Growing numbers of poor people in Idaho Falls are straining welfare budgets and placing new demands on local churches and social service agencies.

Those who help the poor say they don't know exactly why the number of homeless and needy is increasing but say it appears there are more working poor in the city than ever before.Idaho Falls Community Food Bank coordinator Margaret Schwarz said she is seeing more employed people. She said minimum wage workers can't make ends meet.

"The rent is high, so even if you have a job at $3.85 (an hour), you have a tough time paying the bills," she said at a recent meeting of social-service workers and church representatives.

The Food Bank gave out 1,827 boxes of food between January and August this year, compared with 1,433 during the same period last year. Each box contains nine meals.

Bonneville County Welfare Director Jeanine Doney attributed much of the demand to the migrant worker population. She said farm workers from Mexico send money back to their families and often don't have money to pay their own bills.

"With the Hispanic population, it has just mushroomed in recent years," she said. "They send money home and the farmers are not taking care of their medical bills." This forces the county to pay the medical expenses of migrant workers, she said.

Compounding the problem are the new immigration laws, said Shirley Hansen, special projects director for Eastern Idaho Special Services Agency. She said workers who were given legal status under the Immigration Reform and Control Act of 1986 no longer are eligible for financial assistance from the federal government.

"We could help them before - we could even help illegals with energy assistance and home weatherization - but we can't now," she said.

Hansen said poor Hispanics now must go to the counties, churches and charities for help.

Capt. Dillmond Lewis said the Salvation Army overspent its budget for the first six months of the year by $14,000.

The Salvation Army received $56,000 from the United Way this year. Lewis said from January to June it provided meals, clothing, transportation and lodging to 2,211 people.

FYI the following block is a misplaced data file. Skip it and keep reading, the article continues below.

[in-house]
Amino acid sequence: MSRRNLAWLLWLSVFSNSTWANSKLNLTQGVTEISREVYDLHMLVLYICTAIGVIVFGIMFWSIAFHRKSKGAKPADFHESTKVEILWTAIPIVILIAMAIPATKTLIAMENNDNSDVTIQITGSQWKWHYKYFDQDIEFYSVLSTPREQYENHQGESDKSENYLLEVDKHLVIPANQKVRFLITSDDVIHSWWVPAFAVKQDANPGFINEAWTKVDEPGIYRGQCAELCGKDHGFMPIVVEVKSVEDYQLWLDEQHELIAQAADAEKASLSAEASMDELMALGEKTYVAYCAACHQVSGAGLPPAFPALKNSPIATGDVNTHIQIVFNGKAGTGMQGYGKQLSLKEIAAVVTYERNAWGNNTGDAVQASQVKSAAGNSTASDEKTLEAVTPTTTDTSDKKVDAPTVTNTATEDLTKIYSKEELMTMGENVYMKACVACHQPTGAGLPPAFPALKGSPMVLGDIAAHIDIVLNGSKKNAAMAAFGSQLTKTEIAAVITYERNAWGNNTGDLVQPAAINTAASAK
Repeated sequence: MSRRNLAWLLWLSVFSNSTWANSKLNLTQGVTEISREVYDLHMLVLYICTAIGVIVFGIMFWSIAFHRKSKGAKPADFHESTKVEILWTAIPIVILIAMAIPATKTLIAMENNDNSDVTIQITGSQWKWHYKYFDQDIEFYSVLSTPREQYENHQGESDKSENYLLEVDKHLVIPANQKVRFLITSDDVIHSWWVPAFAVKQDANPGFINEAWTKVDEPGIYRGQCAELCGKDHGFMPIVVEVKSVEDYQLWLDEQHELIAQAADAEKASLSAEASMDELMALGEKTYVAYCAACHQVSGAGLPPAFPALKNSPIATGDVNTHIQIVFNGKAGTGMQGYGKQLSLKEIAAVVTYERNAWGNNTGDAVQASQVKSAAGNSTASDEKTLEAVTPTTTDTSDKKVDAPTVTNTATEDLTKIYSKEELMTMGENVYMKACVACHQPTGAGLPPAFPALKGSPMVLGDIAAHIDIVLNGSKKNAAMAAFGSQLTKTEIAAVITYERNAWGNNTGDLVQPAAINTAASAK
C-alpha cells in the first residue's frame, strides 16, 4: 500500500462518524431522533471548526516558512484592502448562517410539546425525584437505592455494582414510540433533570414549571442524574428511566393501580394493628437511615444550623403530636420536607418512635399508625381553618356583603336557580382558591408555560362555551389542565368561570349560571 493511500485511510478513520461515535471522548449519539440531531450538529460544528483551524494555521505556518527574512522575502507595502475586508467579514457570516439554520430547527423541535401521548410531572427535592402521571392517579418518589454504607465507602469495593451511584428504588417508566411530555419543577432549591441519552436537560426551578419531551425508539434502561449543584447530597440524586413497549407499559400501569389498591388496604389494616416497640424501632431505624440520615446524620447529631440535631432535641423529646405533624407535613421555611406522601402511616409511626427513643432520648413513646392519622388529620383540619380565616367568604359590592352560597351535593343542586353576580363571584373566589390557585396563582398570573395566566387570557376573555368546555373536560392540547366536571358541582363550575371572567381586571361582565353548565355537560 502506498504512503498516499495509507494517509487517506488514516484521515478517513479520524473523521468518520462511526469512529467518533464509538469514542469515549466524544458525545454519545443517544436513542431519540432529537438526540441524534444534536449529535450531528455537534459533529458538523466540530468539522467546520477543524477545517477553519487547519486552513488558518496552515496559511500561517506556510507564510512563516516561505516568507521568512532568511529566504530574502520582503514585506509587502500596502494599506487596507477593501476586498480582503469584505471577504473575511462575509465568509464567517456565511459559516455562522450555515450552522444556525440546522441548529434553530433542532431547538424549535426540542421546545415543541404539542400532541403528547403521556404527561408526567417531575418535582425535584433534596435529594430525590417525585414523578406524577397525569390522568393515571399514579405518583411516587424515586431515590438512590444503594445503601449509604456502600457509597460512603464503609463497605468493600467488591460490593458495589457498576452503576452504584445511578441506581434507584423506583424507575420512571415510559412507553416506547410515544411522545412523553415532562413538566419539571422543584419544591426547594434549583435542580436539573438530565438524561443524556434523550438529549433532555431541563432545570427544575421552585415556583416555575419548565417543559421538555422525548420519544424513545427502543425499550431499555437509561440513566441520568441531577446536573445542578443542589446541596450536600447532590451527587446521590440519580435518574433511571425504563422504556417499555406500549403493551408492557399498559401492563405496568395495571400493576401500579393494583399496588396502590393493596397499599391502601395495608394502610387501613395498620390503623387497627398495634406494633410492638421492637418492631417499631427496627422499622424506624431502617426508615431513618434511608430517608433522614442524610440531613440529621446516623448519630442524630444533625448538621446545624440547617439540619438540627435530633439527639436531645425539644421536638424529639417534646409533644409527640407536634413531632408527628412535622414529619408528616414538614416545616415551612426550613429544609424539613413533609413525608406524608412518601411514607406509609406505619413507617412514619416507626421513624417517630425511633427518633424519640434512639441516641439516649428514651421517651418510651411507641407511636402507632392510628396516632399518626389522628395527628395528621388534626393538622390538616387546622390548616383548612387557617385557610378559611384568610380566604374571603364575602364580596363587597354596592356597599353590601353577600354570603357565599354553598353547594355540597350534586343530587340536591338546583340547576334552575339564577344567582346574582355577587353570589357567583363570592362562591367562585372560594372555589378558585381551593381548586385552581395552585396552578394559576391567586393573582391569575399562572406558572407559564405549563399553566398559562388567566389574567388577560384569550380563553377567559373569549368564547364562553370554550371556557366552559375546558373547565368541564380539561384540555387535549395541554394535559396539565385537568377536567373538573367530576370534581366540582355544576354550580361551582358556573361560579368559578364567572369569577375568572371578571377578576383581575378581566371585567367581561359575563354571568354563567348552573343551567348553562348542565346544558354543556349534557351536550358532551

To make sure it has money the entire year, Lewis said the Salvation Army has divided its budget into monthly allotments. When the money for each month runs out, it refers the needy to churches and other social-service agencies, he said.

"When that figure is exceeded, we no longer have the financial ability to meet the responsibilities of the community, and those are the times when we have said we can't do any more," he said.

The Salvation Army sometimes denies help to people it believes are abusing the welfare system, Lewis said.

Referrals from the Salvation Army have upset some local church leaders who say they are not prepared financially or emotionally to help the poor and homeless. They also have questioned whether the Salvation Army is using its funds properly.

The Rev. Richard Miller of St. John's Episcopal Church said it is inhumane to send the poor from one agency to another seeking assistance.

"In Idaho Falls, I have noted a breakdown of concern for the integrity of the individual needing help," he wrote in a letter to the United Way. "A number of times we have mentioned the Salvation Army and the inquirer has thrown up his hands and said, `I will not go back there.' "

Lary Larson, a United Way board member, said he has reviewed the Salvation Army budget and is satisfied with the way it is handling its money.